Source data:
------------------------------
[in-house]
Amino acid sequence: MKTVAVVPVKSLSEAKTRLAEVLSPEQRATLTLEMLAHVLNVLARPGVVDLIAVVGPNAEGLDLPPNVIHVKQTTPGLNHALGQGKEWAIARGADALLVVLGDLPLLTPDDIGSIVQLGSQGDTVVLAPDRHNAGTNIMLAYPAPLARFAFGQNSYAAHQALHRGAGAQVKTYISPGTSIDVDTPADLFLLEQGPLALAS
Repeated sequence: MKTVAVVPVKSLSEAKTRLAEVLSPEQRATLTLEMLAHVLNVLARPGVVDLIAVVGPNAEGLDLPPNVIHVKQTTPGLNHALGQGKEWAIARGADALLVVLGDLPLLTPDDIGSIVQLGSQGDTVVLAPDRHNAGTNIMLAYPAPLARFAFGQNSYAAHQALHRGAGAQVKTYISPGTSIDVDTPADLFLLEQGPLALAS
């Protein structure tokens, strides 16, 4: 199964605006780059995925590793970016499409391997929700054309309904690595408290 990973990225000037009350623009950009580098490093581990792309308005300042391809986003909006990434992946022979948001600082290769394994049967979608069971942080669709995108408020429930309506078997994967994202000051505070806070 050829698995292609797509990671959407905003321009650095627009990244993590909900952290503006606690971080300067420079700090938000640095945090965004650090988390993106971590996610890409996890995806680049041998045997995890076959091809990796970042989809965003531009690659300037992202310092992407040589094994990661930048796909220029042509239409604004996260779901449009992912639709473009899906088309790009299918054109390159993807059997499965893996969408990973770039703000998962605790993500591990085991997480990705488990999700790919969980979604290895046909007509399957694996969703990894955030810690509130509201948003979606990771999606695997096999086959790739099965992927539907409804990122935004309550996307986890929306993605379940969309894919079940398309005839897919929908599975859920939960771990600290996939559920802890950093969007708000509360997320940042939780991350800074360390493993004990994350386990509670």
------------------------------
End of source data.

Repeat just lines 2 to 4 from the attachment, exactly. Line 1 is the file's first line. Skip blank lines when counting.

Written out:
Amino acid sequence: MKTVAVVPVKSLSEAKTRLAEVLSPEQRATLTLEMLAHVLNVLARPGVVDLIAVVGPNAEGLDLPPNVIHVKQTTPGLNHALGQGKEWAIARGADALLVVLGDLPLLTPDDIGSIVQLGSQGDTVVLAPDRHNAGTNIMLAYPAPLARFAFGQNSYAAHQALHRGAGAQVKTYISPGTSIDVDTPADLFLLEQGPLALAS
Repeated sequence: MKTVAVVPVKSLSEAKTRLAEVLSPEQRATLTLEMLAHVLNVLARPGVVDLIAVVGPNAEGLDLPPNVIHVKQTTPGLNHALGQGKEWAIARGADALLVVLGDLPLLTPDDIGSIVQLGSQGDTVVLAPDRHNAGTNIMLAYPAPLARFAFGQNSYAAHQALHRGAGAQVKTYISPGTSIDVDTPADLFLLEQGPLALAS
């Protein structure tokens, strides 16, 4: 199964605006780059995925590793970016499409391997929700054309309904690595408290 990973990225000037009350623009950009580098490093581990792309308005300042391809986003909006990434992946022979948001600082290769394994049967979608069971942080669709995108408020429930309506078997994967994202000051505070806070 050829698995292609797509990671959407905003321009650095627009990244993590909900952290503006606690971080300067420079700090938000640095945090965004650090988390993106971590996610890409996890995806680049041998045997995890076959091809990796970042989809965003531009690659300037992202310092992407040589094994990661930048796909220029042509239409604004996260779901449009992912639709473009899906088309790009299918054109390159993807059997499965893996969408990973770039703000998962605790993500591990085991997480990705488990999700790919969980979604290895046909007509399957694996969703990894955030810690509130509201948003979606990771999606695997096999086959790739099965992927539907409804990122935004309550996307986890929306993605379940969309894919079940398309005839897919929908599975859920939960771990600290996939559920802890950093969007708000509360997320940042939780991350800074360390493993004990994350386990509670």